And is “song” even the correct word to describe those choral rhymes bellowed from the terraces? Chants, maybe, although chants often turn to rants after a couple of Leos and a bunless hotdog served on a cocktail stick at the PAT, or any stadium. But here we are at the PAT and once we’ve downed that chilled beer from environmentally toxic containers we make our way into the ground proper to watch the match. A whistle blows and the lads are off. There are drums in the crowd and a woman’s screams echo around the stadium like that of the Banshee’s call. But just who or what is a Banshee? Well, it’s an ancient female spirit who cries loudly at night to warn others of something terrible about to happen. Normally the Thai Port Banshee cries ying mai kao (don’t score) just before the opposition scores. Her predictions are uncannily accurate. Before, however, we brand the Banshee as some sort of supernatural seer we ought to keep in mind the PAT is hardly a fortress. With almost 30 away goals conceded it doesn’t take a Mor Doo or a fortune teller to tell you that Port are a little weak at the back.
But what was I rabbiting on about? Ah yes, football songs. Growing up in London Millwall became my adopted team. I’d given Chelsea, Palace, Spurs, and Charlton a trial run but I kept finding myself returning to The Den. Why? Well, not so much for the predictable long-ball football and the career-ending tackles, but more for the crowd banter and downright hostile vibes. The burgers weren’t bad either if you got to the van early enough. The aggression at Millwall was simply palpable. Teenagers love a bit of conflict, crave a bit of pent up resentment, so naturally we fitted right in. The colorful linguistics added to our already expanding youthful vocabulary and the ethnic slurs tightened our schoolboy wits.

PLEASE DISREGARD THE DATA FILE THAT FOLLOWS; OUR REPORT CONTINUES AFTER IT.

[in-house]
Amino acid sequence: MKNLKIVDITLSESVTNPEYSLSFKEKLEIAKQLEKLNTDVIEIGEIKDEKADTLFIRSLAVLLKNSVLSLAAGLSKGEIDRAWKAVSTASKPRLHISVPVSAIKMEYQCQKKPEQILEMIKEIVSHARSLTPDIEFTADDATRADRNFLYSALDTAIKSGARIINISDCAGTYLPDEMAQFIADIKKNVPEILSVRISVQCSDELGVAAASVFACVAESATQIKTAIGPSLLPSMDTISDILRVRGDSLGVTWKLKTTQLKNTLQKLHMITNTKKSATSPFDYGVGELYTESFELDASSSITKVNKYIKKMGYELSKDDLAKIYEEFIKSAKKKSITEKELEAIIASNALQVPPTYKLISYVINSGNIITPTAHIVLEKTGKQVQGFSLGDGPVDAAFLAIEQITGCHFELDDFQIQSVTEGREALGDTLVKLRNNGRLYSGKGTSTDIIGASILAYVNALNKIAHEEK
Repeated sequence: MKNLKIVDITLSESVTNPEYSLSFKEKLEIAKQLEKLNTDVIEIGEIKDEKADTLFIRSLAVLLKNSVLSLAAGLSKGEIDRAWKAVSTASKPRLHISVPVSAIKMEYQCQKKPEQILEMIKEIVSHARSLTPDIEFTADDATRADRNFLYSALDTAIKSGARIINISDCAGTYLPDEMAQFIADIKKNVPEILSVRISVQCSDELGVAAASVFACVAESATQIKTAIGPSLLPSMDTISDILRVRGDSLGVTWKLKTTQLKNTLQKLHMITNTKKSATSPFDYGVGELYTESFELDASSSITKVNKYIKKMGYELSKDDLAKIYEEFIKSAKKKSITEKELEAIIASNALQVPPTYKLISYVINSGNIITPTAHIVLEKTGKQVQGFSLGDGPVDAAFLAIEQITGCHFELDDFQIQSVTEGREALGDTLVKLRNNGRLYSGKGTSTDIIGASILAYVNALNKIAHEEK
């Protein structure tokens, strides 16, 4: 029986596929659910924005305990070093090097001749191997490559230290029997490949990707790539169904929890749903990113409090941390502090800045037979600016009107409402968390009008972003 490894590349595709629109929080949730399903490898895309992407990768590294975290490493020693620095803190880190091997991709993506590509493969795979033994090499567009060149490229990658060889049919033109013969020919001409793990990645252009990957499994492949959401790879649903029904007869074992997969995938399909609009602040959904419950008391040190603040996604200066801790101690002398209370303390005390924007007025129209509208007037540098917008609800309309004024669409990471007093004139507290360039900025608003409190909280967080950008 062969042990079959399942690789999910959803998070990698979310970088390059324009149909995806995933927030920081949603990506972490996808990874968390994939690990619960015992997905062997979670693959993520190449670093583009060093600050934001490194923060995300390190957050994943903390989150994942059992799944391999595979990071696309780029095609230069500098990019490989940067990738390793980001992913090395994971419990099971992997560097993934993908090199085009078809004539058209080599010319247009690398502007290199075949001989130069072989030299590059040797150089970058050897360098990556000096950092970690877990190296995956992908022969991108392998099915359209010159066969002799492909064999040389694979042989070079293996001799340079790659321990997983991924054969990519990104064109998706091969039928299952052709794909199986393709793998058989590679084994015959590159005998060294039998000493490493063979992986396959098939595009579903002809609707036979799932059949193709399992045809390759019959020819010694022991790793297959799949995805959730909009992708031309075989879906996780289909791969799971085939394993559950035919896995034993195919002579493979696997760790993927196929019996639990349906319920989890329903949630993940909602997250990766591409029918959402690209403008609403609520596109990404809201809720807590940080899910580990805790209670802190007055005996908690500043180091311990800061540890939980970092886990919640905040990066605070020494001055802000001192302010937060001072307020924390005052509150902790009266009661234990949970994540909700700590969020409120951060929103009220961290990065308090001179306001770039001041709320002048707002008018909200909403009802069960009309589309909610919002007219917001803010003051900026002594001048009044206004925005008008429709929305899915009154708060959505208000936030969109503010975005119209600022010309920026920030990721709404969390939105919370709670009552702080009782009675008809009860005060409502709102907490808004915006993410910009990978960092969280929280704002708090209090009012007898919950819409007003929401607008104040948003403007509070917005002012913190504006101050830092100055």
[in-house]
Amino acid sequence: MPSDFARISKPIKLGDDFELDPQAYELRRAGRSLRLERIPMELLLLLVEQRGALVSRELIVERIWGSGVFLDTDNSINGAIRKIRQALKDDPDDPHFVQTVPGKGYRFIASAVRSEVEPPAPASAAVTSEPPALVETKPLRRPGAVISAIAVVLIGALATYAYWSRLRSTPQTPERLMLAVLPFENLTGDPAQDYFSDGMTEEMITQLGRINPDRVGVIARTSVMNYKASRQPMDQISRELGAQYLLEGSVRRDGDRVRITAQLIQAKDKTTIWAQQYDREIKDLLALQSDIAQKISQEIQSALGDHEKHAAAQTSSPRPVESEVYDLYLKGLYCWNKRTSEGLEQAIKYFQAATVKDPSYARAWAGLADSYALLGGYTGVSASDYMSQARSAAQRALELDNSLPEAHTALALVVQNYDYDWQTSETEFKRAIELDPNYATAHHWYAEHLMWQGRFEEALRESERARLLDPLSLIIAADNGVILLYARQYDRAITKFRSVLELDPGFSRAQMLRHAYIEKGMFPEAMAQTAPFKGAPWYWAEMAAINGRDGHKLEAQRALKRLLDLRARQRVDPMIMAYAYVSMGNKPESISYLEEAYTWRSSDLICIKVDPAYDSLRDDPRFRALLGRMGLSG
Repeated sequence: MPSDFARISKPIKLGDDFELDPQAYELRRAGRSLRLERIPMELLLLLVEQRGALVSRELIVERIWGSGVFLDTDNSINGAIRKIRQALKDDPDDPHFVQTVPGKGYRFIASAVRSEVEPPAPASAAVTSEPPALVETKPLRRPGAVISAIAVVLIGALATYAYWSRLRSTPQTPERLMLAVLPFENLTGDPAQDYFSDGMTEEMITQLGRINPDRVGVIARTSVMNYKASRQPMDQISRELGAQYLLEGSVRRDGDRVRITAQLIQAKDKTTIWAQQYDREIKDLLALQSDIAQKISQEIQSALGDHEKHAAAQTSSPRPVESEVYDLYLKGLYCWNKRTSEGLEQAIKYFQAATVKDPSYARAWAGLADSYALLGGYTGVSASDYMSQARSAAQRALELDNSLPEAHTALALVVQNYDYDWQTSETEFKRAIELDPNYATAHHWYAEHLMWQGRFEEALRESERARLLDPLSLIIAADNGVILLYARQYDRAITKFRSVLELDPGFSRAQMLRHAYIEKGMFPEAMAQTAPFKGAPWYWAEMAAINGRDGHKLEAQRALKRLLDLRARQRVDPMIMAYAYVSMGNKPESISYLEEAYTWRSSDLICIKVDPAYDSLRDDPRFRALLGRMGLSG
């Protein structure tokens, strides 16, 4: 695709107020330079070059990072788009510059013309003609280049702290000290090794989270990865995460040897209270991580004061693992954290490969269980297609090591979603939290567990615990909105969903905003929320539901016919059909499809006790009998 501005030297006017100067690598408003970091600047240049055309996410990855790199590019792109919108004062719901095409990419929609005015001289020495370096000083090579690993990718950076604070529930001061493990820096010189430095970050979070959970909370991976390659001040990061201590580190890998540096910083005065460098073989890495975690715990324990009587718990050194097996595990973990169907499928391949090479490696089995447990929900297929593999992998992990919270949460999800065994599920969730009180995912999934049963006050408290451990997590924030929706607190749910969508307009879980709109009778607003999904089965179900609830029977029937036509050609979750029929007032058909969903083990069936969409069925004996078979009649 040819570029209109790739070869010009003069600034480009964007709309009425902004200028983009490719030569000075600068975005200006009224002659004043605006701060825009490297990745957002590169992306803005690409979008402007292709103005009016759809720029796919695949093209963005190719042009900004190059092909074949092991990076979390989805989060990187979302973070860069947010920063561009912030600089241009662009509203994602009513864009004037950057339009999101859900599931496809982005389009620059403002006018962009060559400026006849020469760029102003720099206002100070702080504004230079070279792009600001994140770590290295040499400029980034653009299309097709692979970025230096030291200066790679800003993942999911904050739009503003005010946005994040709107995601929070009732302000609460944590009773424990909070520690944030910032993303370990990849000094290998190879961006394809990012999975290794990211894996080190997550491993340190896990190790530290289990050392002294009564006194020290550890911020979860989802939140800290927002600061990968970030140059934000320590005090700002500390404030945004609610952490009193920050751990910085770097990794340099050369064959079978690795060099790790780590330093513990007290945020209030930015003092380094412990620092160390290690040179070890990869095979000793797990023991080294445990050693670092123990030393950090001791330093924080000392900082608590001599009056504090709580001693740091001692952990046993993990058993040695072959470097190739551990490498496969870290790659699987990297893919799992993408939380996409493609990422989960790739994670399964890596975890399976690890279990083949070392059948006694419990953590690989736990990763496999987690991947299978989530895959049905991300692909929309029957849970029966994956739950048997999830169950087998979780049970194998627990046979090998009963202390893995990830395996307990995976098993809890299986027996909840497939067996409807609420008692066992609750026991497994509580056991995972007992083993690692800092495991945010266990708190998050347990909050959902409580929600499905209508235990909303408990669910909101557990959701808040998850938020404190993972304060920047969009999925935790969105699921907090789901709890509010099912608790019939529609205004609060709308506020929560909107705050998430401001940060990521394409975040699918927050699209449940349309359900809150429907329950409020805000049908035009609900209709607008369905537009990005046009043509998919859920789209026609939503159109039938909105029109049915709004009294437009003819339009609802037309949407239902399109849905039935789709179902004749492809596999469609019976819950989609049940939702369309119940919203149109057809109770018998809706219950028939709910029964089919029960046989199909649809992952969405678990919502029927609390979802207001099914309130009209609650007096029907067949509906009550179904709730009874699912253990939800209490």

Cold Blow Lane felt like a safe place to be. The home supporters galvanized the opposing team both with their meat-pie-throwing antics and their four-letter artistry. The few away supporters brave enough to navigate South London in the early 1990s wished they hadn’t gotten out of bed that morning. You’re going home in a Millwall ambulance was one of the football club’s more creative chants. Fuck ‘em all, another.
No one Likes us, We Don’t Care is perhaps one of the Wall’s most celebrated tomes but only one of many in the lyrical toolkit. There is a legendary war cry song. This song (that has no name) is simply constructed of the vowels of the football team’s name drawn out for as long as possible. The meat of the chant is Miiiiiiiiiiiii and can last continually and dramatically for up to 40 minutes of the game. The roar sometimes lasted longer. Rumor has it the chant was started by a man they called the Opera Singer. This portly character stood on the stands wearing a white shirt and dinner jacket singing the team’s songs in a deep tenor’s range. He may have worked as a waiter at the Little Chef and likely belonged to part of what we now call the autistic spectrum. The Opera Singer attended each home game and began his now historic chant in full voice. That football song, or chant, was taken up by other pockets of the crowd and is now a standard part of the home experience. It has lasted decades becoming more finely tuned, and more menacing, with the passing of each and every game.
Thankfully perhaps the Thai Port Banshee has no such followers. Maybe she doesn’t need any followers? Perhaps her message is simply one of a lonely crusade in the world of soccer mediocrity. A solitary call of hope lost and faith abandoned on a Saturday afternoon.
But, here’s an idea. When we next hear the Banshee howl why don’t we join in her call? Perhaps the Banshee is the Opera Singer reincarnate and her mission to have others scream along with her? Perhaps together we can build that fortress. Perhaps they will think twice before banging it into the back of the net like they always do once they hear the stadium howl?
So next time you hear the Banshee call, do us a favor – yell with her.